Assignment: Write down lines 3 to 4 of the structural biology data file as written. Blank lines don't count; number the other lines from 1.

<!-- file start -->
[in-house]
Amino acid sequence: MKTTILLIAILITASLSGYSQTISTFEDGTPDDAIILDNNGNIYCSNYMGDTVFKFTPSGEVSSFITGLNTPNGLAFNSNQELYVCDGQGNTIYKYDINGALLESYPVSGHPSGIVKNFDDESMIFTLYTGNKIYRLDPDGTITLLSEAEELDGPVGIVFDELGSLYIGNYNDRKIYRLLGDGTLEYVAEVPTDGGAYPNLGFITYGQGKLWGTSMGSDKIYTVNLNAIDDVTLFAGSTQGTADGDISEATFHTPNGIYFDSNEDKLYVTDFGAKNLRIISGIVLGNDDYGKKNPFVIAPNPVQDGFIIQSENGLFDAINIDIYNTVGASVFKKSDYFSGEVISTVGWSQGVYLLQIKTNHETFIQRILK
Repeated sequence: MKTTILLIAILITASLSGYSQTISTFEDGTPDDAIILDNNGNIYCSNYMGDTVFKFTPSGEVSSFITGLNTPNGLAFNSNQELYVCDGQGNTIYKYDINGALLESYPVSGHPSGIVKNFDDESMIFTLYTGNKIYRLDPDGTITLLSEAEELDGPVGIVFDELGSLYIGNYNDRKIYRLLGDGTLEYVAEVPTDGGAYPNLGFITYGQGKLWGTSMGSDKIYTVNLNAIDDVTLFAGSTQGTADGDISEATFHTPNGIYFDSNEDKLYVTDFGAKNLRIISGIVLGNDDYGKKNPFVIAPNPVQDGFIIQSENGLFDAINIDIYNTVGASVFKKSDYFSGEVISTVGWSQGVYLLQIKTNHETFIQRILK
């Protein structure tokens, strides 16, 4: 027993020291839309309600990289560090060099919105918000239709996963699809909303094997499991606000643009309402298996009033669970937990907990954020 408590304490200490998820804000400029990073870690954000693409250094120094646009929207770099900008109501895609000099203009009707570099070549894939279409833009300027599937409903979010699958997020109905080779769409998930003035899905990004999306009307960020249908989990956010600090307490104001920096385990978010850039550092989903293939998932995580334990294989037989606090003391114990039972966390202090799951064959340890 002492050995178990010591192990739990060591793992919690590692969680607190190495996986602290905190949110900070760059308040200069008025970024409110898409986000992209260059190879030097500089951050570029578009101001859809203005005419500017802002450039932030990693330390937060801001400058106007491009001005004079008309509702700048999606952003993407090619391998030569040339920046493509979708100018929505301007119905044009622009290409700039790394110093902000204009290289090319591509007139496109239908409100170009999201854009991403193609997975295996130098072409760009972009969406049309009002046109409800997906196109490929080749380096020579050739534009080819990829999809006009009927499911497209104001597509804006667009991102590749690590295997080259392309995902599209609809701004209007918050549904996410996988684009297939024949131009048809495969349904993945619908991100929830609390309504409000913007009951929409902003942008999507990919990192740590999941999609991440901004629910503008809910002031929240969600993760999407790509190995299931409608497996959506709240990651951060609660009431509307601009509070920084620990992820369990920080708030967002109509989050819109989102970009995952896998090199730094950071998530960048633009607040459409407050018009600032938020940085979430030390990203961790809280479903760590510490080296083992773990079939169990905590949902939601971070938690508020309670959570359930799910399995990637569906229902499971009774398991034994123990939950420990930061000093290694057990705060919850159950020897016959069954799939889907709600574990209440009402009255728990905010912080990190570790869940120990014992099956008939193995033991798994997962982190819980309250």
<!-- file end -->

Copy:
Repeated sequence: MKTTILLIAILITASLSGYSQTISTFEDGTPDDAIILDNNGNIYCSNYMGDTVFKFTPSGEVSSFITGLNTPNGLAFNSNQELYVCDGQGNTIYKYDINGALLESYPVSGHPSGIVKNFDDESMIFTLYTGNKIYRLDPDGTITLLSEAEELDGPVGIVFDELGSLYIGNYNDRKIYRLLGDGTLEYVAEVPTDGGAYPNLGFITYGQGKLWGTSMGSDKIYTVNLNAIDDVTLFAGSTQGTADGDISEATFHTPNGIYFDSNEDKLYVTDFGAKNLRIISGIVLGNDDYGKKNPFVIAPNPVQDGFIIQSENGLFDAINIDIYNTVGASVFKKSDYFSGEVISTVGWSQGVYLLQIKTNHETFIQRILK
């Protein structure tokens, strides 16, 4: 027993020291839309309600990289560090060099919105918000239709996963699809909303094997499991606000643009309402298996009033669970937990907990954020 408590304490200490998820804000400029990073870690954000693409250094120094646009929207770099900008109501895609000099203009009707570099070549894939279409833009300027599937409903979010699958997020109905080779769409998930003035899905990004999306009307960020249908989990956010600090307490104001920096385990978010850039550092989903293939998932995580334990294989037989606090003391114990039972966390202090799951064959340890 002492050995178990010591192990739990060591793992919690590692969680607190190495996986602290905190949110900070760059308040200069008025970024409110898409986000992209260059190879030097500089951050570029578009101001859809203005005419500017802002450039932030990693330390937060801001400058106007491009001005004079008309509702700048999606952003993407090619391998030569040339920046493509979708100018929505301007119905044009622009290409700039790394110093902000204009290289090319591509007139496109239908409100170009999201854009991403193609997975295996130098072409760009972009969406049309009002046109409800997906196109490929080749380096020579050739534009080819990829999809006009009927499911497209104001597509804006667009991102590749690590295997080259392309995902599209609809701004209007918050549904996410996988684009297939024949131009048809495969349904993945619908991100929830609390309504409000913007009951929409902003942008999507990919990192740590999941999609991440901004629910503008809910002031929240969600993760999407790509190995299931409608497996959506709240990651951060609660009431509307601009509070920084620990992820369990920080708030967002109509989050819109989102970009995952896998090199730094950071998530960048633009607040459409407050018009600032938020940085979430030390990203961790809280479903760590510490080296083992773990079939169990905590949902939601971070938690508020309670959570359930799910399995990637569906229902499971009774398991034994123990939950420990930061000093290694057990705060919850159950020897016959069954799939889907709600574990209440009402009255728990905010912080990190570790869940120990014992099956008939193995033991798994997962982190819980309250």